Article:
Not something you doubted that you could do, but something you absolutely knew for certain that you couldn’t do? My little boy once asked me to lift him up high enough so that he could touch the moon. It felt like the kind of thing that would have locked up “Greatest Father In History” for me if I could have pulled it off. I lifted him up as high as I could and stretched my arms as far as they would go, and he thought it was a lot of fun and thought I was pretty awesome for trying. But of course I knew before I picked him up that I (probably) wasn’t quite going to be able to reach.
Jesus asked a man to do something like that once.
During one of his trips to Jerusalem he saw a disabled man sitting near a shallow pool called Bethesda that was thought to have healing power. (Ever wondered why so many hospitals are called “Bethesda Something or Other Hospital”? There you have it.) The problem for the man was that he was so crippled that he couldn’t even get himself into the pool to try to heal his broken body.
Jesus, who had never met the man, asked him if he wanted to be healed. I love that question, by the way. I wonder what kind of look Jesus had on his face when he asked it. When Jesus asked people that, how many do you think said, “Eh. No thanks. I’m good”? But the man indicates that if that were at all possible, sure, he’d be up for getting healed.
What happens next is startling. Jesus says something to the man that must have sounded to those standing nearby like the most unbelievably rude thing anyone could have said to a crippled man: “Get up! Pick up your mat and walk.”
Just think about this for a second. If you saw some guy walk up to a guy in a wheelchair and say, “Get up. Put your chair away and walk,” how would you respond? I’d be furious! I think I’d want to shove that guy up against a wall by the neck and give him a little talking-to about what you do and don’t get to say to a disabled person.
Jesus might as well have told the crippled man to touch the moon. He was commanding the impossible. But then, of course, something incredible happened: “At once the man was cured; he picked up his mat and walked” (v. 9). How? How does that happen? How did that guy obey an impossible command?
The answer is that when Jesus commanded the impossible, he also made the man able to obey the impossible. His impossible command came with the power to obey it.
Jesus is always doing stuff like that. He once said to a dead man, “Lazarus, come out!” (John 11:43). How can a dead man obey that command?! You ever thought about that? How crazy is it to command a dead man to do something?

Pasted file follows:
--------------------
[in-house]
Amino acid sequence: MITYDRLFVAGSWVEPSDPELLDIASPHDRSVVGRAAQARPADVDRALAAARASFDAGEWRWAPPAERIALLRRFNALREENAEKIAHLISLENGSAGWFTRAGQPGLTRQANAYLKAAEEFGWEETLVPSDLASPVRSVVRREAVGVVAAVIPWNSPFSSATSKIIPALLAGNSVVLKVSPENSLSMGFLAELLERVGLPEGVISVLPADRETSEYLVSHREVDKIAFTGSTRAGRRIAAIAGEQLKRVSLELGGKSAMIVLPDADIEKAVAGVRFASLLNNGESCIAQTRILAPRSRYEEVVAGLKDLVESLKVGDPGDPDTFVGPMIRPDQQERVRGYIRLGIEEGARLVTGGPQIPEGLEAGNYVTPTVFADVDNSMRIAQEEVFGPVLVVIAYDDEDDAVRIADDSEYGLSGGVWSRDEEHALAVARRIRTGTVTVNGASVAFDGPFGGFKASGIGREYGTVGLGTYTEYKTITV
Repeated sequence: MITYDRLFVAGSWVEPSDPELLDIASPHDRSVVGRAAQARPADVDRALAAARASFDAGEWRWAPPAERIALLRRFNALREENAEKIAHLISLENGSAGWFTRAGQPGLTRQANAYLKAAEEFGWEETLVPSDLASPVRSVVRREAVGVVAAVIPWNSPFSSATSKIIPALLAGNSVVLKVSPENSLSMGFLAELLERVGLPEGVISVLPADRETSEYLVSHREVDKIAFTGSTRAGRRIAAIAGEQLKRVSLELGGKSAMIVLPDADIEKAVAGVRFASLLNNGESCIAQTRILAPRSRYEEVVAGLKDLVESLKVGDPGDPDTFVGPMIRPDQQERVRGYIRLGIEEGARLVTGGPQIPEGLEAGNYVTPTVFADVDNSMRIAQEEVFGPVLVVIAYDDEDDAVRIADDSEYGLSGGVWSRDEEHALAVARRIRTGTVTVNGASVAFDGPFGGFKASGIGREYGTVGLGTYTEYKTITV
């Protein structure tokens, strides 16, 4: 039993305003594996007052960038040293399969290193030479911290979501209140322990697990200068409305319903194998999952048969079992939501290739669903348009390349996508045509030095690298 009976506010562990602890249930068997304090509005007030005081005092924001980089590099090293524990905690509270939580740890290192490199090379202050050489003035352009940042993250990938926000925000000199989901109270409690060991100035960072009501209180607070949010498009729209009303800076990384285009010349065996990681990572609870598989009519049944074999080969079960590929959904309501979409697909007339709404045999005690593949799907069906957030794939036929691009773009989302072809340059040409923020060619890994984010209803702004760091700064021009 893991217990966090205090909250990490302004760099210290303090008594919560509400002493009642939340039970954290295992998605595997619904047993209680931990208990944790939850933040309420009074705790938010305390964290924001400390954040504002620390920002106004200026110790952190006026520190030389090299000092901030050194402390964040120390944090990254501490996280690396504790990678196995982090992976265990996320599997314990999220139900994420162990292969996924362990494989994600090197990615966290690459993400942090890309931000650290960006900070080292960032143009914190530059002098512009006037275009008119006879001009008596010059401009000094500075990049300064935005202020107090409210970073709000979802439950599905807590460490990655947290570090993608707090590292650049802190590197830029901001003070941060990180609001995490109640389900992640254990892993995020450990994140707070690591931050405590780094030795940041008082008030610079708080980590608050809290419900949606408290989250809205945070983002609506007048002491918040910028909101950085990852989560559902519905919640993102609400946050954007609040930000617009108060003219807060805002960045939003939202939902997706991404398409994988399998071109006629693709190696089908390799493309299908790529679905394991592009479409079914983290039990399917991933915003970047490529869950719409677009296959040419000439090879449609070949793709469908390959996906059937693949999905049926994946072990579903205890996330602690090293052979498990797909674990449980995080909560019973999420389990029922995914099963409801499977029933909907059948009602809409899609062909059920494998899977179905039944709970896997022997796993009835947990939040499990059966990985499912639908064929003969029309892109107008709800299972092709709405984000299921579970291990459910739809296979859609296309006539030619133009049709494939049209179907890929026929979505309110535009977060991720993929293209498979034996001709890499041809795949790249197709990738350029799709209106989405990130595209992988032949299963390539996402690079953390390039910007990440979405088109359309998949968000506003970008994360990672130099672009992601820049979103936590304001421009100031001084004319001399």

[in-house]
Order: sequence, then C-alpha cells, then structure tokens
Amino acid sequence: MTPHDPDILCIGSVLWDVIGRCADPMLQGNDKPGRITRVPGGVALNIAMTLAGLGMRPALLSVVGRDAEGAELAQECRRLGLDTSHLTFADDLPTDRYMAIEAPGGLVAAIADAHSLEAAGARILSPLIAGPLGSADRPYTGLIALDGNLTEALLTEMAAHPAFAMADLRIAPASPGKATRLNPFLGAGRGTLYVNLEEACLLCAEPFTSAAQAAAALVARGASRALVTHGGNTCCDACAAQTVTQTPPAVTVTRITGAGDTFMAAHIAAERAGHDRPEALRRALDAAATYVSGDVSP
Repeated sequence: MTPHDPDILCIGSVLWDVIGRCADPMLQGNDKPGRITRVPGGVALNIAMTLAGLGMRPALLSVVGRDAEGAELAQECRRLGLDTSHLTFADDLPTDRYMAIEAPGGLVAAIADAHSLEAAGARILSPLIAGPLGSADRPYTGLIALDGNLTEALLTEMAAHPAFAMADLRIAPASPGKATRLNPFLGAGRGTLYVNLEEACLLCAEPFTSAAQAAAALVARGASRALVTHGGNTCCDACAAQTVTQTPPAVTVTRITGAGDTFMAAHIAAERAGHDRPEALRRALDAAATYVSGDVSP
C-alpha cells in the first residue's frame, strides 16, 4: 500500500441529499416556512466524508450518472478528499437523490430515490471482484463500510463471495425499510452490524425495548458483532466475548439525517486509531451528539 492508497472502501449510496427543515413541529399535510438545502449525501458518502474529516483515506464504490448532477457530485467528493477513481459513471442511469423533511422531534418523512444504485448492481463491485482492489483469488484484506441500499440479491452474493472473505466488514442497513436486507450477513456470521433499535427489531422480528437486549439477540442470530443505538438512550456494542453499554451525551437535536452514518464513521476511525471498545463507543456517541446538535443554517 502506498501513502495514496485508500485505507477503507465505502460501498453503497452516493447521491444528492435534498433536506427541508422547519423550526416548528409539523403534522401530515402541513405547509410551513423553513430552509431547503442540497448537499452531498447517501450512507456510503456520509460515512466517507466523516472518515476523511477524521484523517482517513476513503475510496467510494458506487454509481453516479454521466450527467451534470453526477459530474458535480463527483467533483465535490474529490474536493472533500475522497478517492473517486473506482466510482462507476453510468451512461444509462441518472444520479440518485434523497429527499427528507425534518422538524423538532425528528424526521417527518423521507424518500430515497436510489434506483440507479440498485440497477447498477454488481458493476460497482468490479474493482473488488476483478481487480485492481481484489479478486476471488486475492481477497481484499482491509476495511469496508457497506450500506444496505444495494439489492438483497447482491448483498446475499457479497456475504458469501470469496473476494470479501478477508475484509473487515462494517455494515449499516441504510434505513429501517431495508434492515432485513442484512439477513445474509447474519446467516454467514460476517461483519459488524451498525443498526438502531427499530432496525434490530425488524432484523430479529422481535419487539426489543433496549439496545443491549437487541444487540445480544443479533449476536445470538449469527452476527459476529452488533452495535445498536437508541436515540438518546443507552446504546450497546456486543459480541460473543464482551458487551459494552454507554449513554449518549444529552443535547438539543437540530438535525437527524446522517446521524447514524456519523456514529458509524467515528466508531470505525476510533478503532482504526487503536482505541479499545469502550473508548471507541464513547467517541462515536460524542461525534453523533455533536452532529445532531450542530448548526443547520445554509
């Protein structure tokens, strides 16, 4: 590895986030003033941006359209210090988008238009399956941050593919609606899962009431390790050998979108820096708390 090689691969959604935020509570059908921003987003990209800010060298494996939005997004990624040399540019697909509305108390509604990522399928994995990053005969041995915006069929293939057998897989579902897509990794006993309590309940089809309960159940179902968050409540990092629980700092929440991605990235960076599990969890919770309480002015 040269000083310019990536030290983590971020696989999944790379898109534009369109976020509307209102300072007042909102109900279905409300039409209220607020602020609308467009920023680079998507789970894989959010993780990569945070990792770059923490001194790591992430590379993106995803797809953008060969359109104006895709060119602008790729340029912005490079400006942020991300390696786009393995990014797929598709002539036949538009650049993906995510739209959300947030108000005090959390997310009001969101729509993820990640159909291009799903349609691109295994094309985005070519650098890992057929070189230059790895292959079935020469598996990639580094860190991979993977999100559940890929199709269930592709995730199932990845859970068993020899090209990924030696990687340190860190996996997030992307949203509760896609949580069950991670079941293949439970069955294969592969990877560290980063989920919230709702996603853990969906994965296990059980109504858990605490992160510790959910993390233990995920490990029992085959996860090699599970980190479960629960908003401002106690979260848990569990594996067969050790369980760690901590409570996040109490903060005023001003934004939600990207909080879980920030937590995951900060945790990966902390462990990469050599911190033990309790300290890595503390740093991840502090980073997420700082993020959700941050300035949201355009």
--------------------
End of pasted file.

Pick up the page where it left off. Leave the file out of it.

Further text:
But that’s just the point, isn’t it? None of us can obey anything God says unless he heals us. Unless he empowers us. Unless he makes us able to obey him. Sinners like you and me are not capable of doing anything good apart from God’s grace at work in us. So, for example, when God commands us to “Be devoted to one another in love. Honor one another above yourselves” (Rom. 10), we should feel desperate for God because we know it is impossible for us to love others genuinely and to honor them above ourselves unless he pours his grace into our hearts and makes us able to obey his command.
And he does. Every day.
He pours out his grace and moves in us by his Holy Spirit who dwells in our hearts, so that we can live for him. And so that he receives all (not part) of the glory when we love and live for him. If I love another person genuinely today, it’s not because I’m good. It’s because God poured good into a sinner. If you honor someone above yourself today, it’s not because you’re inherently other-centered. It’s because God poured other-centeredness into you.
So, Father, pour into us everything we need today to love people well, to heal and restore the world, and to bring fame to your name. Amen.
Jesus said to her, “Everyone who drinks of this water will be thirsty again, but whoever drinks of the water that I will give him will never be thirsty again. The water that I will give him will become in him a spring of water welling up to eternal life.” The woman said to him, “Sir, give me this water, so that I will not be thirsty or have to come here to draw water.” (John 4:13-15)
Have you ever been in a conversation that was so uncomfortable that you just had to change the subject abruptly? It’s pretty well known, for example, that if you’re among Minnesotans, you’re not supposed to bring up religion, politics or money. For whatever reason, those are especially uncomfortable topics of conversation for people in these parts. We’ve all experienced that moment when someone brings up a touchy subject and everyone else at the dinner table gets wide-eyed and just looks down at their plate and hopes someone else changes the subject.
There’s a situation just like that in John 4. Jesus is sitting at a well, talking with a Samaritan woman. The conversation up to this point has been friendly and considerate (albeit maybe a little strange). But suddenly the conversation takes a turn into the super awkward.